George's Marvelous Medicine

George's Marvelous Medicine - Quentin Blake, Roald Dahl

I recently received a box of books that my daughter had shipped to me for safe keeping and nestled in amongst all those text books on economics, environmental studies and globalization was this little paperback, one that I’d never read before. That would never do – I’m a sucker for kid’s books and love all things Dahl – so immediately I dove into it.


Eight year-old George has a problem – his Grandmother is a cranky, “selfish old woman with pale brown teeth and a small puckered up mouth like a dog’s bottom. Four times a day she takes a large spoonful of medicine, but it doesn’t seem to do her any good. She’s always just as poisonous after she’s taken it as she was before” and bosses him mercilessly, so much so, he envisions her exploding away so that he can live in peace. On the day his parents go out for the morning and leave him in charge of making sure Grandma takes her medicine on time, he puts his plan into action, and brews his own medicine for her instead with marvelously outrageous results.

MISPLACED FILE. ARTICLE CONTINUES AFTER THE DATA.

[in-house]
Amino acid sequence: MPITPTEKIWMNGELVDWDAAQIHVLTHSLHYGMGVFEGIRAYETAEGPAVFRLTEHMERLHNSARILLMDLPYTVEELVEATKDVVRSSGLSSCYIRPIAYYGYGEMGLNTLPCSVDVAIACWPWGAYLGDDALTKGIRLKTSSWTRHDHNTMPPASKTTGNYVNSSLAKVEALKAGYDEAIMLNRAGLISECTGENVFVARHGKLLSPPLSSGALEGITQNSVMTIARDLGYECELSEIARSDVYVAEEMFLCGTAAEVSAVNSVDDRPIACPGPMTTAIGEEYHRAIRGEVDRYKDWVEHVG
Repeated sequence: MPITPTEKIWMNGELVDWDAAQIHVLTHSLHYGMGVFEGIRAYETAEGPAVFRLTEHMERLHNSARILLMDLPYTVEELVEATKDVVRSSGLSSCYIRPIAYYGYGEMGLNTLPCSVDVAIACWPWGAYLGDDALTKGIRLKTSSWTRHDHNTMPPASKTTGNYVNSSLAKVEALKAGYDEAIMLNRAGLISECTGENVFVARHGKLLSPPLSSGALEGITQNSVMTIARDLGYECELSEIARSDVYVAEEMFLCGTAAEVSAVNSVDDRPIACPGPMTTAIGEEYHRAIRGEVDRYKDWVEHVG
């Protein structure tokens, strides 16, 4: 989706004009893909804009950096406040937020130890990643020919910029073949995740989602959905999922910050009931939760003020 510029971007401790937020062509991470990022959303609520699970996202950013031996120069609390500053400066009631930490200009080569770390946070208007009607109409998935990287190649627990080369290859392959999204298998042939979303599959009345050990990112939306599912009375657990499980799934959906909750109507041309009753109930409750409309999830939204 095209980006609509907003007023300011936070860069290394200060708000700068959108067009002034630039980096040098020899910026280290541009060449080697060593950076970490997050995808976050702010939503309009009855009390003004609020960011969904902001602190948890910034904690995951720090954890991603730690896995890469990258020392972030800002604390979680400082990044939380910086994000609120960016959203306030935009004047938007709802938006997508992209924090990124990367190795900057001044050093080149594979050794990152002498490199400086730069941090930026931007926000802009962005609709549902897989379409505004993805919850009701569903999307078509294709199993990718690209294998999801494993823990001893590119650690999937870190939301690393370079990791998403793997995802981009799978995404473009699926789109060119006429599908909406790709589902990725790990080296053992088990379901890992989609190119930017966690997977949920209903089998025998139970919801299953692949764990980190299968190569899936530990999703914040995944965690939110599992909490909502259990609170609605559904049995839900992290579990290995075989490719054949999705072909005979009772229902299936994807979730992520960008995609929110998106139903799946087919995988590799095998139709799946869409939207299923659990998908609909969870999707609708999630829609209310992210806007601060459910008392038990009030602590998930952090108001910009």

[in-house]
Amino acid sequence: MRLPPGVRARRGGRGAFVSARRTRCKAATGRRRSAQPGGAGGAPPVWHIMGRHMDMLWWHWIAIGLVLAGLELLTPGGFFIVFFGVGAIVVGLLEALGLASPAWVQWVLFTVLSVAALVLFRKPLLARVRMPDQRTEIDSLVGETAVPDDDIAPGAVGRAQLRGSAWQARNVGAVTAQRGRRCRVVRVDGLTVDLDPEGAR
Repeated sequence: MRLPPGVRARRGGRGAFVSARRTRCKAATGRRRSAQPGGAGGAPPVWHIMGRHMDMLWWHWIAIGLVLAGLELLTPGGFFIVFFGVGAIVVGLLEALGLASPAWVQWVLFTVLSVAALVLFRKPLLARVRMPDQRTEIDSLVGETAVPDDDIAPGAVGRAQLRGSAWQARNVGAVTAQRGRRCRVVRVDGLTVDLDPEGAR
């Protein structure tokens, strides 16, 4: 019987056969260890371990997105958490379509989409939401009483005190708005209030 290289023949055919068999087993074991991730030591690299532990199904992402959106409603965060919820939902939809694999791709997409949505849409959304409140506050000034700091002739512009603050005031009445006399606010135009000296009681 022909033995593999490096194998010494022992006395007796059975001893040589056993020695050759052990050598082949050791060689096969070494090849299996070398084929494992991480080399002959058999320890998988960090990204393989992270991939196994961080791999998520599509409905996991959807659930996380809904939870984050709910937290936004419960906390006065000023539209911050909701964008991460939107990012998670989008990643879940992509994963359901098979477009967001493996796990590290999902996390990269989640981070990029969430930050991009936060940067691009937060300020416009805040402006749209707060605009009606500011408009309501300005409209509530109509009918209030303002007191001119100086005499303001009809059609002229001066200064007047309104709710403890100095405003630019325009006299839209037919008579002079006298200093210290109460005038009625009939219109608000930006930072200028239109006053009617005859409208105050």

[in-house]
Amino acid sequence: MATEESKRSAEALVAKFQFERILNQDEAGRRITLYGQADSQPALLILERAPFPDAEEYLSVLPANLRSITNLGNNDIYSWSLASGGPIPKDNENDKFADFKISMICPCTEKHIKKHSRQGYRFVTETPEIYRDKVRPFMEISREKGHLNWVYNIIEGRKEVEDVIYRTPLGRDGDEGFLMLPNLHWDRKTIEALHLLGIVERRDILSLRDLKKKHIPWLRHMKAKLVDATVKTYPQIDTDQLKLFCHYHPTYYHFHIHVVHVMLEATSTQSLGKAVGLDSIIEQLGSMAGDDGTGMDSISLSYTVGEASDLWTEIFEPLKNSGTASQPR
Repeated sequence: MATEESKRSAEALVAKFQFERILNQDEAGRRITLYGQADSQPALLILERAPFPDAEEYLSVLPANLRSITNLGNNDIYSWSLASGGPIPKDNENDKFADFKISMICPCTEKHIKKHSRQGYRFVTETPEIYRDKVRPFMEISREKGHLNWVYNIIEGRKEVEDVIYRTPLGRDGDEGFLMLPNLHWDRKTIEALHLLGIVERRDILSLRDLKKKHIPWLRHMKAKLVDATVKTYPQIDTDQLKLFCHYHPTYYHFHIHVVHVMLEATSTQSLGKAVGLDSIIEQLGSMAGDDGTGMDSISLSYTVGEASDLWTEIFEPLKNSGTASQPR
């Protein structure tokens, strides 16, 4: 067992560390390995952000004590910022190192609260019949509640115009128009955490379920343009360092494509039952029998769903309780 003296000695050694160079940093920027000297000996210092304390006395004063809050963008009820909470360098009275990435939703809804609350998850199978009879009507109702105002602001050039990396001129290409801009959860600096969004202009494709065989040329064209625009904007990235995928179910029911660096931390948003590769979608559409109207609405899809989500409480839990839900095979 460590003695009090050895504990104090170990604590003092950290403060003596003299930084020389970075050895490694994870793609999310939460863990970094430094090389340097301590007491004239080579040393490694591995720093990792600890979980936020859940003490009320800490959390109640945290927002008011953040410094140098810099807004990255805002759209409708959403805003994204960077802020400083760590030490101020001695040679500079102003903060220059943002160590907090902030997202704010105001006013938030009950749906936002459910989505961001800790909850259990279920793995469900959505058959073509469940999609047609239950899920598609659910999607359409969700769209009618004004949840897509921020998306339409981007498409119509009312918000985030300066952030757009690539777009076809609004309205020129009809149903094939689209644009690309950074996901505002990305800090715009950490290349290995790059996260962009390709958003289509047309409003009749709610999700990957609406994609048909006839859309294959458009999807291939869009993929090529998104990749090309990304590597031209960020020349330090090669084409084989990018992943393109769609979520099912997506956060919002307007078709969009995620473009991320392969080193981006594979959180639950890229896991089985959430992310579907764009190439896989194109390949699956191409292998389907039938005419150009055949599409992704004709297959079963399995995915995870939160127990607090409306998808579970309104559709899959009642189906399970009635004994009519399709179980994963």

I had to laugh at all the ingredients used and his reasoning behind each one chosen, from toothpaste, shampoo, horse pills, gin, engine oil, brown paint, flea powder and so much more. Laugh, then give thanks she got it instead of me.

Which reminds me of the time my daughter, very kindly I originally thought, made a tuna fish sandwich for me, then seasoned it with liquid dish detergent, and sat back to see how I would react. I spent the next hour hugging the toilet bowl as the detergent did it’s work! I don’t remember being even mildly that ill since. I still think the weakened state I was left in was the only reason she got to celebrate her next birthday. Oh the joys of motherhood!


Getting back to the book, while I liked it, it just didn’t appeal as much as some of his other books, like Matilda or The Witches. Perhaps I took it took it just a little too personally.


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